Oregon Governor Tells Police to Round Up Republican Senators For Vote

Senators fled state capitol before a vote on cap-and-trade legislation they oppose, preventing quorum

Gov. Kate Brown / Getty Images

Oregon's Gov. Kate Brown (D.) instructed the state police Thursday afternoon to round up Republican state senators who fled the state capitol in anticipation of a vote on cap-and-trade legislation they oppose.

"The Senate Democrats have requested the assistance of the Oregon State Police to bring back their colleagues to finish the work they committed to push forward for Oregonians," Brown said in a statement. "As the executive of the agency, I am authorizing the State Police to fulfill the Senate Democrats' request."

Democrats have an 18-member majority in the state Senate but need 20 of the 30 members present to have a quorum to vote on legislation, hence their need for Republican members to be present to pass the legislation. The bill passed the state House earlier in the week with all Republicans and two Democrats voting against it.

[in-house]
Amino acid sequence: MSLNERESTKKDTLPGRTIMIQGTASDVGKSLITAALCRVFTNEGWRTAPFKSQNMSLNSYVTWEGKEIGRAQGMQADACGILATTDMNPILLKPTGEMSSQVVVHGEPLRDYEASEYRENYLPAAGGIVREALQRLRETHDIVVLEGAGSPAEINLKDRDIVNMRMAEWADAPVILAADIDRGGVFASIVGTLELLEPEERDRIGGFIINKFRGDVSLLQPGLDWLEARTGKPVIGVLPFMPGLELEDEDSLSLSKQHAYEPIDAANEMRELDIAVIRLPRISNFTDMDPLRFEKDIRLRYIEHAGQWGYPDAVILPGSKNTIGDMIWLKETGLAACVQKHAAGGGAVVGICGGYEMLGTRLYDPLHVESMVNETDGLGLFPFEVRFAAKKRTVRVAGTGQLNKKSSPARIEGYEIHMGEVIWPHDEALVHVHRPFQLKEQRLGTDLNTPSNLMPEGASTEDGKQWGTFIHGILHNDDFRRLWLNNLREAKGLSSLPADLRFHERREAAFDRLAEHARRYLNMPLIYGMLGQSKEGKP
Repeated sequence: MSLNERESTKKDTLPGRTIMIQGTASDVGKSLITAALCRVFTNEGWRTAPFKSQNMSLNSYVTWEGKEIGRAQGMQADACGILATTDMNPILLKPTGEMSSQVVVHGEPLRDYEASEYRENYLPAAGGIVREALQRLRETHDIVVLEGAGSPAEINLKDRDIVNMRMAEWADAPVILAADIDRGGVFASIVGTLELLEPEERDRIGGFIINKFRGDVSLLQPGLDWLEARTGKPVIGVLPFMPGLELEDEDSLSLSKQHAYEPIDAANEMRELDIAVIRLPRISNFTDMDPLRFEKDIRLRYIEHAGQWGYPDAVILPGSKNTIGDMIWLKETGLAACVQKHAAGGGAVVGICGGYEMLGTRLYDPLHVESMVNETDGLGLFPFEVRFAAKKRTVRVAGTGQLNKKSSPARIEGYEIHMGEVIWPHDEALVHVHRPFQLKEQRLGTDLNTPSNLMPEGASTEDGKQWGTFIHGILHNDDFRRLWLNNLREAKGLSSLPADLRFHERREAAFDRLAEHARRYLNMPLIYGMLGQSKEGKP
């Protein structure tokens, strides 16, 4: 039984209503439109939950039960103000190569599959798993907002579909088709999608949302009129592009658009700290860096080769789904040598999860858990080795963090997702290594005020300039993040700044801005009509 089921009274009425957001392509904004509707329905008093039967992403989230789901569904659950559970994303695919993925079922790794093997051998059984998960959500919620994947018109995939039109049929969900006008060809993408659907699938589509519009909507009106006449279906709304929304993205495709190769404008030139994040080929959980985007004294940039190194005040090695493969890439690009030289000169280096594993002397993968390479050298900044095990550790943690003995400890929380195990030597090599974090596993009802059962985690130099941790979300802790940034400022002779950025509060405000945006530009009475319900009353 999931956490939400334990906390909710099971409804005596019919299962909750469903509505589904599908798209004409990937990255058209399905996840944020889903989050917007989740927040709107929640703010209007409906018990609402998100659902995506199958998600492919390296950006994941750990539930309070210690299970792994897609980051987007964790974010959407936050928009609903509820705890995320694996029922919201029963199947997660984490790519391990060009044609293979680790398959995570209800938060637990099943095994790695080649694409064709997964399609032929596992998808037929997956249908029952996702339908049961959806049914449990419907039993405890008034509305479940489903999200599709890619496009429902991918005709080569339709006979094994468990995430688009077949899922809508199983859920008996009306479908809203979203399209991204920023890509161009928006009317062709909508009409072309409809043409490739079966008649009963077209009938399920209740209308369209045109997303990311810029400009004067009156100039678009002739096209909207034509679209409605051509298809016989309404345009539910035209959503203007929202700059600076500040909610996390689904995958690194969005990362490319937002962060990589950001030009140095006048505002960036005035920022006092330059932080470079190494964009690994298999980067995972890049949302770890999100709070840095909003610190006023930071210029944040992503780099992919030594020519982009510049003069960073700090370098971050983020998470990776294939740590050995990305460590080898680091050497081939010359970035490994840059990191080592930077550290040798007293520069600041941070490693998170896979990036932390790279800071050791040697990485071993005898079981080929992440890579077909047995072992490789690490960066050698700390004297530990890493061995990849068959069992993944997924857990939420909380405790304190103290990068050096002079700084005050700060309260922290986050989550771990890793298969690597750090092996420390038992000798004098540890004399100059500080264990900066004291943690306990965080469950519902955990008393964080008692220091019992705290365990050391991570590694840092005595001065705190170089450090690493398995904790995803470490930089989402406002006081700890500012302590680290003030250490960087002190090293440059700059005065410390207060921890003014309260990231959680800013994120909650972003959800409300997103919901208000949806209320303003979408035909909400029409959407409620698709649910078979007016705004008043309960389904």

Reports indicate some Republican senators have left the state to avoid voting on the legislation, which would raise utility costs and taxes on gasoline and diesel.

"Protesting cap-and-trade by walking out today represents our constituency and exactly how we should be doing our job," Senate Republican Leader Herman Baertschiger Jr. said in a statement early Thursday morning defending his caucus's decision to protest the vote.

"We have endured threats of arrest, fines, and pulling community project funds from the governor, Senate president, and majority leader. We will not stand by and be bullied by the majority party any longer," he added.

Earlier in the week, Baertschiger noted the legislation would disproportionately affect rural Oregonians who travel farther distances than their urban counterparts and generally operate less fuel-efficient vehicles than those in urban or suburban areas.

"It is fundamentally inequitable to put the responsibility of cleaning up their pollution on the backs of rural Oregonians," he said.